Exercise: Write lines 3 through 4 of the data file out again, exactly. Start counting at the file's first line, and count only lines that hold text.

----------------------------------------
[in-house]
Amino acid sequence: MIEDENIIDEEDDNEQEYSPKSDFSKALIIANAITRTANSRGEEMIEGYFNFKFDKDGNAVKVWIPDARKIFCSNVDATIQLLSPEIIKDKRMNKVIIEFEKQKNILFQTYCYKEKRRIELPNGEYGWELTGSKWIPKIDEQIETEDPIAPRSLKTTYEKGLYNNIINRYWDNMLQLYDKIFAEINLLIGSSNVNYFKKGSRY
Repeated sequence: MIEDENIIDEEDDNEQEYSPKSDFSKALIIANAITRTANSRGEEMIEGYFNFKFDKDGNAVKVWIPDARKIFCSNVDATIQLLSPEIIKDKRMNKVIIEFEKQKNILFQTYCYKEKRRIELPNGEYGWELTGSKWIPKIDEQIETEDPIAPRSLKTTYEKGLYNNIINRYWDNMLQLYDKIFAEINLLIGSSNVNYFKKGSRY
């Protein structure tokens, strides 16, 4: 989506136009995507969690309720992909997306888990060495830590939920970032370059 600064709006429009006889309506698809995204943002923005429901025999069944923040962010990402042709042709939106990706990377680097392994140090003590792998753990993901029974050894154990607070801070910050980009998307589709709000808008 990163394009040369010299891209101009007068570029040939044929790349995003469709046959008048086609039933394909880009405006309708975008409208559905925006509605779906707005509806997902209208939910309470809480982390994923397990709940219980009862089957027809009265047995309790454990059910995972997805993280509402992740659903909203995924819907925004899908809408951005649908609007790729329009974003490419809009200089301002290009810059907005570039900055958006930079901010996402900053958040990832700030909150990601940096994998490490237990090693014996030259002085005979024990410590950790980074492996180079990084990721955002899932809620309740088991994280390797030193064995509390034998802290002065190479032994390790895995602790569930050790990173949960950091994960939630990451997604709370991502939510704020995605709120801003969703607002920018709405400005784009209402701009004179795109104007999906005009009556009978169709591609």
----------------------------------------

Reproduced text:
Repeated sequence: MIEDENIIDEEDDNEQEYSPKSDFSKALIIANAITRTANSRGEEMIEGYFNFKFDKDGNAVKVWIPDARKIFCSNVDATIQLLSPEIIKDKRMNKVIIEFEKQKNILFQTYCYKEKRRIELPNGEYGWELTGSKWIPKIDEQIETEDPIAPRSLKTTYEKGLYNNIINRYWDNMLQLYDKIFAEINLLIGSSNVNYFKKGSRY
């Protein structure tokens, strides 16, 4: 989506136009995507969690309720992909997306888990060495830590939920970032370059 600064709006429009006889309506698809995204943002923005429901025999069944923040962010990402042709042709939106990706990377680097392994140090003590792998753990993901029974050894154990607070801070910050980009998307589709709000808008 990163394009040369010299891209101009007068570029040939044929790349995003469709046959008048086609039933394909880009405006309708975008409208559905925006509605779906707005509806997902209208939910309470809480982390994923397990709940219980009862089957027809009265047995309790454990059910995972997805993280509402992740659903909203995924819907925004899908809408951005649908609007790729329009974003490419809009200089301002290009810059907005570039900055958006930079901010996402900053958040990832700030909150990601940096994998490490237990090693014996030259002085005979024990410590950790980074492996180079990084990721955002899932809620309740088991994280390797030193064995509390034998802290002065190479032994390790895995602790569930050790990173949960950091994960939630990451997604709370991502939510704020995605709120801003969703607002920018709405400005784009209402701009004179795109104007999906005009009556009978169709591609």